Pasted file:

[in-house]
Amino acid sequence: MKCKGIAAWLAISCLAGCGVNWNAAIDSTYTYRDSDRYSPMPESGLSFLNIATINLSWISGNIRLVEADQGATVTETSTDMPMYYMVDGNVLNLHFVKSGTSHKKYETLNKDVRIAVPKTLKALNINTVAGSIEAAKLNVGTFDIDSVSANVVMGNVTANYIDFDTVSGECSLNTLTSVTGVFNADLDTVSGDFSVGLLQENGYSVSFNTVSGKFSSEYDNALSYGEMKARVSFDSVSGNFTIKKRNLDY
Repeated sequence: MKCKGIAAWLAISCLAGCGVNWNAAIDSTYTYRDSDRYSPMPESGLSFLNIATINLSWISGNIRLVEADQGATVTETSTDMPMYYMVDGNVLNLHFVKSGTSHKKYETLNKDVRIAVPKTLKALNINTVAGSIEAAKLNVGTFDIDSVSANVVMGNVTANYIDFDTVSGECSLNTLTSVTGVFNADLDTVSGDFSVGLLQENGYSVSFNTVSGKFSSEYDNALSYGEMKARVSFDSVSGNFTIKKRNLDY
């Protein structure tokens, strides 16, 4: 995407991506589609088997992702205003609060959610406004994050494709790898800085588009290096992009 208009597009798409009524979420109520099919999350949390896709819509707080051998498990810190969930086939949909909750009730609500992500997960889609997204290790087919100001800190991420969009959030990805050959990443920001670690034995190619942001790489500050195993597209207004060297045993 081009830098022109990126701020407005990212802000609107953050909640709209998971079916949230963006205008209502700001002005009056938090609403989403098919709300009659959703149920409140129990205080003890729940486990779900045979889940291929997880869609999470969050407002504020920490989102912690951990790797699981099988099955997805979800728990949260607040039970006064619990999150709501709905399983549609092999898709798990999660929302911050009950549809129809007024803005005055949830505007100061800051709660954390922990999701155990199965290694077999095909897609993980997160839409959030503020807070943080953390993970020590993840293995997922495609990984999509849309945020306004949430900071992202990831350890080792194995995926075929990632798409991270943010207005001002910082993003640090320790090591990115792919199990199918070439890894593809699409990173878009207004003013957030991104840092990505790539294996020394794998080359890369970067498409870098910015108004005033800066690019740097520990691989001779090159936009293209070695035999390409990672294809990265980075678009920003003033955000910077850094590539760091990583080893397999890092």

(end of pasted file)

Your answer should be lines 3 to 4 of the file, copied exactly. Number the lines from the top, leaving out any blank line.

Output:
Repeated sequence: MKCKGIAAWLAISCLAGCGVNWNAAIDSTYTYRDSDRYSPMPESGLSFLNIATINLSWISGNIRLVEADQGATVTETSTDMPMYYMVDGNVLNLHFVKSGTSHKKYETLNKDVRIAVPKTLKALNINTVAGSIEAAKLNVGTFDIDSVSANVVMGNVTANYIDFDTVSGECSLNTLTSVTGVFNADLDTVSGDFSVGLLQENGYSVSFNTVSGKFSSEYDNALSYGEMKARVSFDSVSGNFTIKKRNLDY
């Protein structure tokens, strides 16, 4: 995407991506589609088997992702205003609060959610406004994050494709790898800085588009290096992009 208009597009798409009524979420109520099919999350949390896709819509707080051998498990810190969930086939949909909750009730609500992500997960889609997204290790087919100001800190991420969009959030990805050959990443920001670690034995190619942001790489500050195993597209207004060297045993 081009830098022109990126701020407005990212802000609107953050909640709209998971079916949230963006205008209502700001002005009056938090609403989403098919709300009659959703149920409140129990205080003890729940486990779900045979889940291929997880869609999470969050407002504020920490989102912690951990790797699981099988099955997805979800728990949260607040039970006064619990999150709501709905399983549609092999898709798990999660929302911050009950549809129809007024803005005055949830505007100061800051709660954390922990999701155990199965290694077999095909897609993980997160839409959030503020807070943080953390993970020590993840293995997922495609990984999509849309945020306004949430900071992202990831350890080792194995995926075929990632798409991270943010207005001002910082993003640090320790090591990115792919199990199918070439890894593809699409990173878009207004003013957030991104840092990505790539294996020394794998080359890369970067498409870098910015108004005033800066690019740097520990691989001779090159936009293209070695035999390409990672294809990265980075678009920003003033955000910077850094590539760091990583080893397999890092």